In her landmark book Mating in Captivity, Esther Perel shares how the history of marriage has changed the canvas of relationships. “Towards the end of the nineteenth century, the concept of romantic love brought together the concepts of marriage and passion together for the first time. Over the past fifty years, social and cultural transformations have been taking place – and now more recently at a record pace. With the advent of post war prosperity and unmatched freedom and a sense of individualism has also created a growing insecurity.” As people are told they can be whomever they want and live where they want, many people began to uproot themselves in a way that  took them away from their social support, family and ‘traditional institutions that provided order, meaning, social support and continuity.’ These same systems provided the emotional support they relied on – meaning many people, beyond their partner or spouse, provided the emotional support they needed. However, as people moved away from that, they became the party of ‘we’, creating unachievable and lofty expectations on their relationship.

Yet the paradox of this is a lack of social support and meaning that has also created greater anxiety and insecurity in people. Where once people had a community and support to help them in times of needed, an overly dependence on relationships has evolved. We have started to turn to our partners and spouses to be our ‘soul mates’, our ‘everything’ – we depend on them to a level that is realistically unachievable. We have come to depend on them for our emotional support, to help us feel less alone, and to provide 24/7 companionship – at the very minimum. As Perel states, “It is not that our human insecurity is greater today than in earlier times. In fact, quite the contrary may be true. What is different is that modern life has deprived us of our traditional resources and has created a situation in which we turn to one person for the protection of emotional connections that a multitude of social networks used to provide. Relationships have become a panacea of expectations.”

This is important: the creation of lofty expectations. Who could live up to that? That’s a lot of pressure to put on another person – and, for me, something that I would never be able to live up to.  

5 Ways to Strengthen Your Relationship 

1.) Cultivate healthy relationships with others outside of your relationship.  Spend time with friends, join organizations of interest, or take up a new hobby. Life outside of your relationship provides an opportunity to explore options and a conversation starter when you return home. The relationships you create with other people become important resources that you can turn to in times of need.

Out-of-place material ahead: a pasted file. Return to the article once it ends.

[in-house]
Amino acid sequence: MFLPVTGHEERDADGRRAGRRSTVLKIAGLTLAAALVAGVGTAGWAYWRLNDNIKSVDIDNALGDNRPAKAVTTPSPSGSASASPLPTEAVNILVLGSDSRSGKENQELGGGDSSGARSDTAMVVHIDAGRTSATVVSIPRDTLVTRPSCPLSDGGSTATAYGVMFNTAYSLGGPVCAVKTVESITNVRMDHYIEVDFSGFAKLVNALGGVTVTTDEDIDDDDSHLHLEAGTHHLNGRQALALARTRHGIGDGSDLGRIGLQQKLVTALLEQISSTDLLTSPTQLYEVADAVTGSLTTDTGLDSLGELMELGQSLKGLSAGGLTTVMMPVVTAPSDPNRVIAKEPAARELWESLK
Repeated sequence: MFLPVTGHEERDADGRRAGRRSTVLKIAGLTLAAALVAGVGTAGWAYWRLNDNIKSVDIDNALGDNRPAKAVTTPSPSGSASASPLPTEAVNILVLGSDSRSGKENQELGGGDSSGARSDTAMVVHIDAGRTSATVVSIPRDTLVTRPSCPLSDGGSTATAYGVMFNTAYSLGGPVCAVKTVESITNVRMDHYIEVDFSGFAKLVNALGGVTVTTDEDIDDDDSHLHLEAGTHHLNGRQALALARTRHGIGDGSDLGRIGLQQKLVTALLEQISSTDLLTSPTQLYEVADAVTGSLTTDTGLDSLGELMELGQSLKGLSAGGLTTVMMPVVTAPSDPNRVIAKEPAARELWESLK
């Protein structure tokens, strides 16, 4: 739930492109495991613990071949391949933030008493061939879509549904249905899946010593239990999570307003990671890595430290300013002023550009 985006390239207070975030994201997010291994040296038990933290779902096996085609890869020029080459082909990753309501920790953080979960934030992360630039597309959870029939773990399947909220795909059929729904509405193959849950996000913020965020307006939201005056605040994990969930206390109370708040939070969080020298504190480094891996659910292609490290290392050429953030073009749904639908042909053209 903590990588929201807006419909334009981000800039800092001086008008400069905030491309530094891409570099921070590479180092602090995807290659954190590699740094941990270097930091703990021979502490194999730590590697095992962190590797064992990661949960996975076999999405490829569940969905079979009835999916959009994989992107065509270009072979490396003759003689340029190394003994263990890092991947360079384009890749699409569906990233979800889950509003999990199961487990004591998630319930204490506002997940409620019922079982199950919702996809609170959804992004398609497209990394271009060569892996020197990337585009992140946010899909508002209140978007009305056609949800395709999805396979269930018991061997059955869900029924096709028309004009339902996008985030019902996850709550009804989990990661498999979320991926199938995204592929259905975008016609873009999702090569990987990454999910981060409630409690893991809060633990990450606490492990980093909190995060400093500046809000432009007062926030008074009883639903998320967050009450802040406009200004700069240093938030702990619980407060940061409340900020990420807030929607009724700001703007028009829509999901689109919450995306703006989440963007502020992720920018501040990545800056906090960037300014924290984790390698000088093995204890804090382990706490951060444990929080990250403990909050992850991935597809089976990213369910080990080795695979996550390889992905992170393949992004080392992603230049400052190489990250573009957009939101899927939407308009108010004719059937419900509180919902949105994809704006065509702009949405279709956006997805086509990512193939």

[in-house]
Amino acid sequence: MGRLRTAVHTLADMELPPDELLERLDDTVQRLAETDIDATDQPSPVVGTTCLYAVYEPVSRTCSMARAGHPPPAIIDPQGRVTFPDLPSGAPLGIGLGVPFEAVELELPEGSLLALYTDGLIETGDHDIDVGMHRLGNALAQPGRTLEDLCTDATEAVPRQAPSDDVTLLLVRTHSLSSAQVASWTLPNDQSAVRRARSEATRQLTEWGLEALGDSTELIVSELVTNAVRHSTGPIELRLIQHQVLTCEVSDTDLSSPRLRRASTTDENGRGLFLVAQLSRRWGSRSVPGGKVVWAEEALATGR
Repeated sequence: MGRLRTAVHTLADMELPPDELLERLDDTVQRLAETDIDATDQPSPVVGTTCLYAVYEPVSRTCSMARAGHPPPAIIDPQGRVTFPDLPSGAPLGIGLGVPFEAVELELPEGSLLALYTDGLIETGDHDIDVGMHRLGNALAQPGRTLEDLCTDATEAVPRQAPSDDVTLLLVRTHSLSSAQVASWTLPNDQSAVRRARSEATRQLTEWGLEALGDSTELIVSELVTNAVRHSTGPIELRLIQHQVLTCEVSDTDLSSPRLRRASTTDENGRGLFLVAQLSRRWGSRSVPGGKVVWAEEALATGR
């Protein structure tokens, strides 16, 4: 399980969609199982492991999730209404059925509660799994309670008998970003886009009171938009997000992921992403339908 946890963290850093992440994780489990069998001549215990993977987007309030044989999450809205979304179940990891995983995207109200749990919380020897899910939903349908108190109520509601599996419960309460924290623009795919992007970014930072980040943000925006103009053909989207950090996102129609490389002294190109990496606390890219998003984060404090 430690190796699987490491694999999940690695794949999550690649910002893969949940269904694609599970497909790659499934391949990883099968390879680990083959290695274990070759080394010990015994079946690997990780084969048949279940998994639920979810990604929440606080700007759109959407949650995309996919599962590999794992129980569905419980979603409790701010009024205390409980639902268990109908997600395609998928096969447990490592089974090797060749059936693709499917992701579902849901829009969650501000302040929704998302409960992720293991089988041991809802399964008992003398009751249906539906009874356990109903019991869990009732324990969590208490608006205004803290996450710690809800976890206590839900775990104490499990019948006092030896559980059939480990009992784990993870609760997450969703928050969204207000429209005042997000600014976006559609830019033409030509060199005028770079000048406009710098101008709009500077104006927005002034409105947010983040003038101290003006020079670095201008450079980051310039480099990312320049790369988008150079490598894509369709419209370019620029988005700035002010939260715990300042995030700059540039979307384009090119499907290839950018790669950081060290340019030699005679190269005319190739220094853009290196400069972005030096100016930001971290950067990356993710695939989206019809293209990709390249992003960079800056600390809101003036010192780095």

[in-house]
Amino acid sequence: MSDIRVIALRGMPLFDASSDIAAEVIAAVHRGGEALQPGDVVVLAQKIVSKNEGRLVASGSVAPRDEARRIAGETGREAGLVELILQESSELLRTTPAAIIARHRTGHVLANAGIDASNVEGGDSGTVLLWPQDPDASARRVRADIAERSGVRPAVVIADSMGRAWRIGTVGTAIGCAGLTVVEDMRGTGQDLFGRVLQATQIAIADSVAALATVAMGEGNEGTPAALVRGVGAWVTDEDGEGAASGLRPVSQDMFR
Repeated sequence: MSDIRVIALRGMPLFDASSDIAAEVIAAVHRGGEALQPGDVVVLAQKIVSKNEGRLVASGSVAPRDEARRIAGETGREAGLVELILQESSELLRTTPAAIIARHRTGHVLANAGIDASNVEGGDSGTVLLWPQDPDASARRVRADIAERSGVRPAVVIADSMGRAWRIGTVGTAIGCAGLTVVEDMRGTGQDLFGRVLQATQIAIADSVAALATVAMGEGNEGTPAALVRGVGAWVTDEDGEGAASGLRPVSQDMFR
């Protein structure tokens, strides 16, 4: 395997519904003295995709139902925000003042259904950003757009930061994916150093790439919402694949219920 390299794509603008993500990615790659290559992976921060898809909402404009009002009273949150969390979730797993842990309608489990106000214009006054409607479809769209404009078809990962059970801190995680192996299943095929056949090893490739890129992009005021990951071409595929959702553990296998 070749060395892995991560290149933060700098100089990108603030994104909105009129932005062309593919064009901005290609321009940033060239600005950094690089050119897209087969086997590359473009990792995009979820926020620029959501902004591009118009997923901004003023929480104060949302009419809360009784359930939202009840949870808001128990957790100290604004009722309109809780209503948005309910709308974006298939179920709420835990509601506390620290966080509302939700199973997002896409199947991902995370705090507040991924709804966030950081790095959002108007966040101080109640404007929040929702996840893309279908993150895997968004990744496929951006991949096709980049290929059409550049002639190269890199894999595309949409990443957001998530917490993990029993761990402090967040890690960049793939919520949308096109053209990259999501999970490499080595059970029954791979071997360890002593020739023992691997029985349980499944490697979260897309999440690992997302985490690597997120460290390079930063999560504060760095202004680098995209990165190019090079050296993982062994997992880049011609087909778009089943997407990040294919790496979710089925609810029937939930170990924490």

2.) Autonomy. Learn how to spend time alone and, even better, learn how to embrace it. Giving yourself solo time provides a sense of calmness and strength knowing you can rely on yourself to figure things out. It’s also during these times that we become resourceful and curious about life. Having a strong sense of self both outside and inside of the relationship creates a healthy balance and helps better the dependency you may have in your relationship.

3.) Remember that independence is sexy. This plays off of #1 in the best way. You are your own person – don’t let being in a relationship change that. What’s not to like about seeing your spouse or partner engaging in activities or spending time with other friends to recognize he/she is a strong person and knows how to take care of herself?

4.) Release the pressure. When a person feels that they are the only source of support, happiness, love, and connection they can quickly feel overwhelmed. It’s enormous pressure. Don’t be afraid to step back and find other sources that can relieve some of the stress you’re putting on your significant other. Talk to friends, family, online communities – there are a number of options that you can use beyond your significant other.

5.) Space and the long haul. It’s not uncommon for people to become attached at the hip in the beginning of love – it’s the honeymoon stage we all know and love. We crave the closeness and certainty to take away our inner angst. However, over time, creating the distance and space is where the relationship really thrives. When we distance ourselves (in a healthy way) from our partner, we create the space that relationships need to survive in the long run. Too much togetherness or enmeshment feels and eventually becomes confining.

Relationships thrive and grow when both people demonstrate intention, attention, and show up –  everyday. They also require that each person be their own person in order to strengthen the couple as a whole. Find the balance between expectations and standing alone as an individual.

Original blog posted on

Related Links: 6 KeyTraits of a Healthy Relationship

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